Data Center Mechanical and Electrical Design and Operation

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Course Overview

Computer data centers are rapidly evolving, and are critical for many new industrial and educational installations. However, they're complex to design and maintain, and need a large infrastructure of mechanical and electrical systems. Learn how to improve the reliability, serviceability and efficiency of their operation while increasing your understanding of code requirements, issues involved in site selection, reliability and resilience, and engineering design assumptions and criteria. You'll learn how to implement the commissioning process and identify energy saving measures for your projects.

Who Should Attend?

  • IT facility operators and system administrators
  • Mechanical and electrical design engineers
  • Architects and project team consultants
  • Construction managers and contractors
  • Data industry equipment vendors
  • Government procurement personnel

Course Outline

Day 1

Welcome and Student Introductions 

Introduction to the IT Industry

  • Trends in IT equipment
    • Servers, storage improvements
    • Electricity usage
  • Uses of IT equipment
    • Internet
    • Devices and their uses
    • Traffic
    • IoT
    • Big data
  • Infrastructure supporting IT equipment

ASHRAE and Environmental Criteria

  • ASHRAE Technical Committee 9.9
  • ASHRAE air environments
  • Air contamination
  • ASHRAE liquid environments
  • ASHRAE standards for data centers

 Performance Analysis and Optimization

  • Data center standards and metrics
  • ASHRAE Standard 90.1 and 90.4
    • 90.1 – Overview
    • 90.4 – Mechanical load component (MLC) and electrical loss component (ELC)
  • The Green Grid (TGG) Metrics
    • Power usage effectiveness (PUE)
    • WUE and CUE
    • Other TGG metrics

Data Center Architecture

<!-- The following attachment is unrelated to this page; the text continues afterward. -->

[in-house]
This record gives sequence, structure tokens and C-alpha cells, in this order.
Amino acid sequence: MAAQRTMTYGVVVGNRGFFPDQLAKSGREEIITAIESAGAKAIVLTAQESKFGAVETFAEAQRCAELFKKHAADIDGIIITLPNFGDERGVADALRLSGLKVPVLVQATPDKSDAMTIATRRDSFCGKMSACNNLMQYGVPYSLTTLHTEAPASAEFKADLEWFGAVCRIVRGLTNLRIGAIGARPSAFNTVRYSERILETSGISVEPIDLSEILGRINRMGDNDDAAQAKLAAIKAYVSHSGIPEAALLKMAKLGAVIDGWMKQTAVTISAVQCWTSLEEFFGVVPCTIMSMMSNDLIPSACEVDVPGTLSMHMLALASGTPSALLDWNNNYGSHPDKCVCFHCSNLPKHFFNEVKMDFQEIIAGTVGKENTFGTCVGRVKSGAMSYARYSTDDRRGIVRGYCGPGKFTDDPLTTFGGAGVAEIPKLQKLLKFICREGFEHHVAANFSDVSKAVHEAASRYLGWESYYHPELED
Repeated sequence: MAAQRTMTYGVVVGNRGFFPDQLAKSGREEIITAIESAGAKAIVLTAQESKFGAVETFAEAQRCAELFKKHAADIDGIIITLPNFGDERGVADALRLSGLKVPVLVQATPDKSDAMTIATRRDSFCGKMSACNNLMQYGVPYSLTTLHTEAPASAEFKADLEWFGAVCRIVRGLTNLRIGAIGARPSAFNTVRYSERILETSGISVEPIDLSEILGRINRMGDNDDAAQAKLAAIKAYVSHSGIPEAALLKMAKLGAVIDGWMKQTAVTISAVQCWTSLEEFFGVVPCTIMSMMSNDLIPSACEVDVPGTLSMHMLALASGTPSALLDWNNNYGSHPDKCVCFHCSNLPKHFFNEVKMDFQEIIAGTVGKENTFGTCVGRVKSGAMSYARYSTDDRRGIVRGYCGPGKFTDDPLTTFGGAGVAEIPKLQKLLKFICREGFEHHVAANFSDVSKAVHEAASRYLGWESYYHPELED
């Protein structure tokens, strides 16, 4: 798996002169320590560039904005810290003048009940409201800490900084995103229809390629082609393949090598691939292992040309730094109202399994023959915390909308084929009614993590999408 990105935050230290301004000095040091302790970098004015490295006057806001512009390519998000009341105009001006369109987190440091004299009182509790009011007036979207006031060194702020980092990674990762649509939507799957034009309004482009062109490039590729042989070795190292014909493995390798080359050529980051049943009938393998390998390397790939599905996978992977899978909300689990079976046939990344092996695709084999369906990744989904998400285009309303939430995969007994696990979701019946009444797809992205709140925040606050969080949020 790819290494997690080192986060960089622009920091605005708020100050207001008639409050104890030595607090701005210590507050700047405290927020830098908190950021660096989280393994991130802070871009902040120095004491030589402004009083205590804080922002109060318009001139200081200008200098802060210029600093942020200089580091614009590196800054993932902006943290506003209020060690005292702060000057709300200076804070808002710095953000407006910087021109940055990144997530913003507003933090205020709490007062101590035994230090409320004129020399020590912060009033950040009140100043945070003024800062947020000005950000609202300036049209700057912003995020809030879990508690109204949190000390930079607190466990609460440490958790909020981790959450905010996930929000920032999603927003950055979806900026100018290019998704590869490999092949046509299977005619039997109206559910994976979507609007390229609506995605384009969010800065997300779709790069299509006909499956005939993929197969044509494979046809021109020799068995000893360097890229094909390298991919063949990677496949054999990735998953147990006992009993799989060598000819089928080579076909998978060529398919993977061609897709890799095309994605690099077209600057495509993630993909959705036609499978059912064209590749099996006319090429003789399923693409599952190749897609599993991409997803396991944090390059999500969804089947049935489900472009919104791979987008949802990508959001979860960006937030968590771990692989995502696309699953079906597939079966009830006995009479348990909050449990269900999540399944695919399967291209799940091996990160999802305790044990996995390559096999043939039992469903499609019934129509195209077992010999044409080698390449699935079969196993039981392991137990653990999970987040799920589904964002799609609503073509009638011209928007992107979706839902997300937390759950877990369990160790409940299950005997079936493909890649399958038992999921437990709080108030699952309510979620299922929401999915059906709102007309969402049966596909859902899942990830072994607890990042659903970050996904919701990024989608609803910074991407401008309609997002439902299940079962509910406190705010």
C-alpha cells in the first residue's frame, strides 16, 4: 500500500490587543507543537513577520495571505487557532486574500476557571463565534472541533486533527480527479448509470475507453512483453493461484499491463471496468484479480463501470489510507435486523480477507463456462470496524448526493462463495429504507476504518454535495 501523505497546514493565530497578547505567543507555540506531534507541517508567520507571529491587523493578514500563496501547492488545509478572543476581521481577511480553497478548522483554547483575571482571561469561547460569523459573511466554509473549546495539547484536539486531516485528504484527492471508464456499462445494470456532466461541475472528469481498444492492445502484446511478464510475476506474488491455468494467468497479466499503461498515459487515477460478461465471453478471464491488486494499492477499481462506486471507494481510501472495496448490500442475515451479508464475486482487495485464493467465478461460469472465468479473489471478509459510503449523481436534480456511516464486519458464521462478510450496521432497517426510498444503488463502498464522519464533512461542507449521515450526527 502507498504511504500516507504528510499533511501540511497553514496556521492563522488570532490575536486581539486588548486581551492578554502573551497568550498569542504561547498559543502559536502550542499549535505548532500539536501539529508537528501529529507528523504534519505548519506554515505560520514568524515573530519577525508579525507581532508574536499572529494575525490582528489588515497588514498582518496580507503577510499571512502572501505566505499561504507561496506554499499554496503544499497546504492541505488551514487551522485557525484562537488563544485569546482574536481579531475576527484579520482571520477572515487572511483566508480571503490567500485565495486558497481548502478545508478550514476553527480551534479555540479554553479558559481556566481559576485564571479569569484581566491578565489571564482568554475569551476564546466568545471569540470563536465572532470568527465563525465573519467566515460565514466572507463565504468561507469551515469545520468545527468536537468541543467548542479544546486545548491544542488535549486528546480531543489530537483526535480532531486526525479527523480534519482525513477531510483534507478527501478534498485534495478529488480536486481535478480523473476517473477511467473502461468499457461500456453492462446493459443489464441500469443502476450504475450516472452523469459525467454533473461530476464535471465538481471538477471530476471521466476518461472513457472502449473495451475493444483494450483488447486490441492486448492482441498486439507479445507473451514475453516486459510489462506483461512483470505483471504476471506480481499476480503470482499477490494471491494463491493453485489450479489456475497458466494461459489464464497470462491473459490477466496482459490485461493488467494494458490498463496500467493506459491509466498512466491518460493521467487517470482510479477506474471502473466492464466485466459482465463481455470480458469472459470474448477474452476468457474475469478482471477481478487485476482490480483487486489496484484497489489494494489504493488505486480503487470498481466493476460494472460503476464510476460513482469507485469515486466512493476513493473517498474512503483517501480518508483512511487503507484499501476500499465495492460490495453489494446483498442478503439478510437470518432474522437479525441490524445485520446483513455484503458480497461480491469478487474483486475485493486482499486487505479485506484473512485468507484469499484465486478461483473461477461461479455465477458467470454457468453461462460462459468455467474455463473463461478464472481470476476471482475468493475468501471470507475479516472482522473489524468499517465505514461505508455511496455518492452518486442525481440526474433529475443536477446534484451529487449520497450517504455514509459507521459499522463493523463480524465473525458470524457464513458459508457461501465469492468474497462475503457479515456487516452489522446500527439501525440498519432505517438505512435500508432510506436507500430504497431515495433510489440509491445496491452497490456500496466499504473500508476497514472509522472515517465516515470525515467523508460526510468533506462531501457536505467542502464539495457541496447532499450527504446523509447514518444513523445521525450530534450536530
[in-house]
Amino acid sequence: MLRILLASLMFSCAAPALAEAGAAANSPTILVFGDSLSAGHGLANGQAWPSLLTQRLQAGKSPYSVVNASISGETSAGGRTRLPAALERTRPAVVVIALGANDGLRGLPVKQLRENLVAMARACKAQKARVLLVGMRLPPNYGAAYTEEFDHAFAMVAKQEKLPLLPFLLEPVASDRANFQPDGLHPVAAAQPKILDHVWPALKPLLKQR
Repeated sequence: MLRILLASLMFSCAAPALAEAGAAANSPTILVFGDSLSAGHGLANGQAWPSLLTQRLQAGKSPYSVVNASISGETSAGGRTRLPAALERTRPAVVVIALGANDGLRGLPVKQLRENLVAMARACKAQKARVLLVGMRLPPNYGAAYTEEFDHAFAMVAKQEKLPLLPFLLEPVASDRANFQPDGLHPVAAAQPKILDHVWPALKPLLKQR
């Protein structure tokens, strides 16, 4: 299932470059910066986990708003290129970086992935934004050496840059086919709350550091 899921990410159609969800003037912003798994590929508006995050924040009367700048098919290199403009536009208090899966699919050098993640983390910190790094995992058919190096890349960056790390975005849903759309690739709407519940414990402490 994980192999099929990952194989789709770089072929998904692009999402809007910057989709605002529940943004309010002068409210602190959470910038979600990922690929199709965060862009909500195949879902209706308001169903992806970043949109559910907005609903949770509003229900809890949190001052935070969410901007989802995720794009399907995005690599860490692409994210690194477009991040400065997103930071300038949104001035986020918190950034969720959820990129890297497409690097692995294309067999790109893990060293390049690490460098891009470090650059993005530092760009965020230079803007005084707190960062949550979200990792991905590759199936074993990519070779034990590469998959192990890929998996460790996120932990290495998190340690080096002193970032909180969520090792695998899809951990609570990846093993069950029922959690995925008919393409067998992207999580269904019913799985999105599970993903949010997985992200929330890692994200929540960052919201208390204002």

• Data center layout
    • Planning a data center floor (cold aisle / hot aisle)
    • Raised floor vs. non-raised floor
    • Cabling overhead / dilution type
    • Modular data center
  • Air cooling
    • Air flow configurations
    • CFD analysis

Mechanical Design Considerations

  • Overview of mechanical infrastructure
  • Psychrometrics
  • Heat rejection systems
  • Chillers
  • Computer room air conditioners / handlers
  • Economizers
  • Liquid cooling systems


Day 2

Electrical Codes and Standards

  • NFPA 70, National Electrical Code (NEC)
  • NFPA 70E, Standard for Electrical Safety in the Workplace
  • NFPA 75, Standard for the Fire Protection of Information Technology Equipment
  • IEEE Std. 1100, IEEE Recommended Practice for Powering and Grounding Electronic Equipment (IEEE Emerald Book)

Electrical Design Criteria

  • Critical power distribution
  • Uninterruptible power supply (UPS)
  • Utility service and voltage classes
  • Standby power and emergency generators
  • Primary power and transfer switches
  • Electrical capacity management

IT Equipment

  • IT equipment design
    • ITE thermal design and features
    • Air cooling implementations
    • Liquid cooling implementations
  • Server performance and rack density
    • Workloads and configurations
    • Power trends
  • Interaction with the data center
    • X factor reliability analysis
    • Pressure, Delta T, airflow

Data Center Infrastructure Management (DCIM)

  • Goals and use cases
  • Reporting structure


Day 3

Defining Uptime Expectations

  • Standards and guidelines
  • Best practices
  • Mechanical system topologies
  • Electrical system topologies
  • Performance analysis and optimization
  • Risk and availability assessment 

Case Studies

  • Tier IV with 2,400 kW IT Load (NJ)
    • Conversion from ex Tier II
  • Tier IV with 7,200 kW IT load (AZ)
    • Four-story building
  • Tier III with 2,400 kW IT Load (MN)
    • Equipment galleries
  • Tier III with 6,400 kW IT load (CO)
    • Modular data halls

Facility and IT Operations

  • Commissioning:  Levels 1 – 5
  • Procedures – MOPs, SOPs, EOPs
  • Staffing and training
  • Preventive maintenance
  • Strategic infrastructure planning


“Didn’t know what to expect. The class was very informative and well run. Having PE’s present at the class made the discussion worthwhile.”
—Brett, Maryland Procurement Office, Ft. Meade, Maryland

"The course provided a great overview of the data center design world that is both practical and useful."
—Ben, Building Infrastructure Group Lead, Lawrence Berkeley National Laboratory, Berkley, California

"We have a big data center re-do facing us; I am now armed with enough info to be dangerous.”